Saban makes effort to counteract negative perception
Posted: Friday April 13, 2007 12:48AM; Updated: Friday April 13, 2007 3:22PM
Last Monday, I published a column about new Alabama coach Nick Saban that mentioned how he abruptly skipped out on our scheduled interview during my recent visit there. That little nugget was never intended to be the centerpiece of the column. It was part of a larger description of what I observed there -- all of which illustrated a larger point that Saban's "jerkish" ways would ultimately be good for Alabama's long-struggling (and often loosely run) program.
Over the past week, however, the interview snub took on a life of its own. I got calls from radio stations, both in Alabama and elsewhere, wanting to talk about my Saban encounter (or in this case, lack thereof). A competing Web site wrote about it. The Associated Press even mentioned it in a story that crossed the wire Thursday.
Here's the thing. While we media types love to grumble about perceived slights from coaches or other interview subjects, I'm fully aware that 99.9 percent of you, the fans, could not care less how a coach treats the media. Why should you? It's our problem, not yours. In this case, however, both because of what I wrote and the reaction that it generated, a follow-up is in order.
Saban called me a couple of days after the article went up to apologize for what happened. He explained some extenuating circumstances but took full responsibility for what happened. I certainly appreciated the call.
Saban's media dealings have made for popular column fodder in Alabama throughout the spring, and portrayals of Saban's notorious grouchy side date back well before my visit. The media in Miami are still grumbling about him following two years of run-ins. Stories of his tantrums and condescending treatment toward assistants and support staff -- some of which I've heard from first-hand sources -- have been circulating for years.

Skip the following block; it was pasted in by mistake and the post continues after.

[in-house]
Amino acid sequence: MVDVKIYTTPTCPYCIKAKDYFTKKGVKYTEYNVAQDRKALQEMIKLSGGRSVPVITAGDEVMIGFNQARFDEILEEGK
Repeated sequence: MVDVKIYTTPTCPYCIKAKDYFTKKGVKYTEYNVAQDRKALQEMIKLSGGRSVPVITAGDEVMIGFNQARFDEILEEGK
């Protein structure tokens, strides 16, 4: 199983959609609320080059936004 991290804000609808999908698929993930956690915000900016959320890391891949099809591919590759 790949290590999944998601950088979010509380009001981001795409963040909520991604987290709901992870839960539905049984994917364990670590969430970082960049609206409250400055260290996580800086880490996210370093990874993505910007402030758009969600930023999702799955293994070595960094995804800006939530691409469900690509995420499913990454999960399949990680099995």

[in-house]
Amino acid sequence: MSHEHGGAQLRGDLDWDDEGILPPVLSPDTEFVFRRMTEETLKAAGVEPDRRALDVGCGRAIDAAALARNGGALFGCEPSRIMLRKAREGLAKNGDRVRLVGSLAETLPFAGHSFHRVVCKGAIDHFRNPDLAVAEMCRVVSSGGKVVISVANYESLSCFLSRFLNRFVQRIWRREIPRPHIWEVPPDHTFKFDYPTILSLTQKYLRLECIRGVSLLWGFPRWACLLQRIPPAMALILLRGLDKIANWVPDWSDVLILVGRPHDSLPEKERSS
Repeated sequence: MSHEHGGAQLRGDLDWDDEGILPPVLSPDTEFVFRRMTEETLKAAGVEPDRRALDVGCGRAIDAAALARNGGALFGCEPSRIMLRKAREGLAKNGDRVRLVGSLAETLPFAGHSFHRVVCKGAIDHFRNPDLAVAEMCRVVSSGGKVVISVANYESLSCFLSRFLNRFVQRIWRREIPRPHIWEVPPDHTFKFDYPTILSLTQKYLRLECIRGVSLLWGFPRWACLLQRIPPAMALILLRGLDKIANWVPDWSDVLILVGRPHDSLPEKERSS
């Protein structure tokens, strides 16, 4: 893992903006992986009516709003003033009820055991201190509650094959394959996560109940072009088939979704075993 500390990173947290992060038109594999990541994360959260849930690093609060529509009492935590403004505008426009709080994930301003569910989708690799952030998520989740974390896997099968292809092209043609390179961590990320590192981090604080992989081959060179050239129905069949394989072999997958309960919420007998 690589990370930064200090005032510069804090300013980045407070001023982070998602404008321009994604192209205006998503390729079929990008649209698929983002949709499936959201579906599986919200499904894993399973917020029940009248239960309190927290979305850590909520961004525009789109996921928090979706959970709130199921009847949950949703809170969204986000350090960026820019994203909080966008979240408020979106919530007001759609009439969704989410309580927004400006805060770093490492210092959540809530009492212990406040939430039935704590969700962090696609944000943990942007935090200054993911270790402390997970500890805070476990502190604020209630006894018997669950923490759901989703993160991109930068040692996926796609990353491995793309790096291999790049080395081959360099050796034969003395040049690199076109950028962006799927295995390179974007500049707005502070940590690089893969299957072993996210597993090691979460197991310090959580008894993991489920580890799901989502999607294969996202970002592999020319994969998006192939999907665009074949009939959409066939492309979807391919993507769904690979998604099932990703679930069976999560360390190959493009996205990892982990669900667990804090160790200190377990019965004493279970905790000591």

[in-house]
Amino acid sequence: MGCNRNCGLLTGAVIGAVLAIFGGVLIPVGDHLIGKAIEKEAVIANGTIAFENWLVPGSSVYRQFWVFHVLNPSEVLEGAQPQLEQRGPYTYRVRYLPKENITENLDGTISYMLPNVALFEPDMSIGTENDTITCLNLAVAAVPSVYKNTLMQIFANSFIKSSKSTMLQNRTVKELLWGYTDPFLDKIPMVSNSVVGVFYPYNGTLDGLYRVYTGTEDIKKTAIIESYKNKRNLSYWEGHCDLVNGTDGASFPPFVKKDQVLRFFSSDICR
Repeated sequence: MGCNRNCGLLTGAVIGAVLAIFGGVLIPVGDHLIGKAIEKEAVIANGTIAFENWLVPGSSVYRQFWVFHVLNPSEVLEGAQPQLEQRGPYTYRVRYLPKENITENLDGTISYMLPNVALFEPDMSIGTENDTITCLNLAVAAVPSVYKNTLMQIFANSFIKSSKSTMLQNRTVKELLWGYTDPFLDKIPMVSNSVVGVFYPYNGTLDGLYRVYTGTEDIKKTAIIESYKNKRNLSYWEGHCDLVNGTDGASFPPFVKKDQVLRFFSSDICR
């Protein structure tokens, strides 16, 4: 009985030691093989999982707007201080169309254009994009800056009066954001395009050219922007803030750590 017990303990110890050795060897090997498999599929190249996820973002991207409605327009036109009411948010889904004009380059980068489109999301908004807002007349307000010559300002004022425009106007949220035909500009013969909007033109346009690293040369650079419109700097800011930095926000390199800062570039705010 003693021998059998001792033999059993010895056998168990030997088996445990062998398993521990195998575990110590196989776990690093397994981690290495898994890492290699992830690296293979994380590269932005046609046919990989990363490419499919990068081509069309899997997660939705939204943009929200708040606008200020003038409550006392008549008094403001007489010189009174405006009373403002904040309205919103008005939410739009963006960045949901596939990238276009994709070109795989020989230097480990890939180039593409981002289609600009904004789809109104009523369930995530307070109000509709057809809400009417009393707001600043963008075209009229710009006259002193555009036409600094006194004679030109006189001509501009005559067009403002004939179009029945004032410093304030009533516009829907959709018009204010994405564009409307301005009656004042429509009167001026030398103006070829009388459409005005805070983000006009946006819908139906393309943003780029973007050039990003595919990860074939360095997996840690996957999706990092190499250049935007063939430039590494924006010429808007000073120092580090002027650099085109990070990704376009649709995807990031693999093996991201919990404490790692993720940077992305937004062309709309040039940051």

Both during our conversation and on an SEC coaches teleconference the next day, the polarizing coach stressed that, contrary to common perception, "I want to have a good relationship with the media. I have a lot of respect for what the media does for our program and for our players. I've always had that." He also feels the public's image of him isn't accurate.
Whether Saban is genuinely being contrite, or whether he's merely putting on a good face in order to salvage some bad p.r., I couldn't tell you. Perhaps you can decide for yourself. Below is an abridged transcript of an impromptu phone interview I conducted when he called to apologize. It touches on not only Alabama's spring but his thoughts on the negative perceptions of him and the lofty expectations that come from both a $4 million salary and the nation's most demanding fan base.
SI.com: Having gone through winter conditioning and now [most of] spring practice, what is your assessment of the team you inherited?
Saban: I think we have some areas of the team where we have some players, and some areas where we lack a little bit of depth. That's going to be resolved one of two ways ways, either through recruiting or through identifying in practice what our players can do and [changing some players' positions]. Both the guys we bring in and the guys [who change positions], we're going to have to utilize those players to compensate for the lack of depth we have at certain positions.
Offensively, we have more experience, more depth. We've got a quarterback [junior John Parker Wilson] who's got some experience, a couple decent receivers. We don't have an established runner. Defensively, we're very thin. That's the area of the most concern. Right now we're just getting to know the players, what roles they can play best. It's a work in progress. We're pleased with the way the players are responding to the challenge
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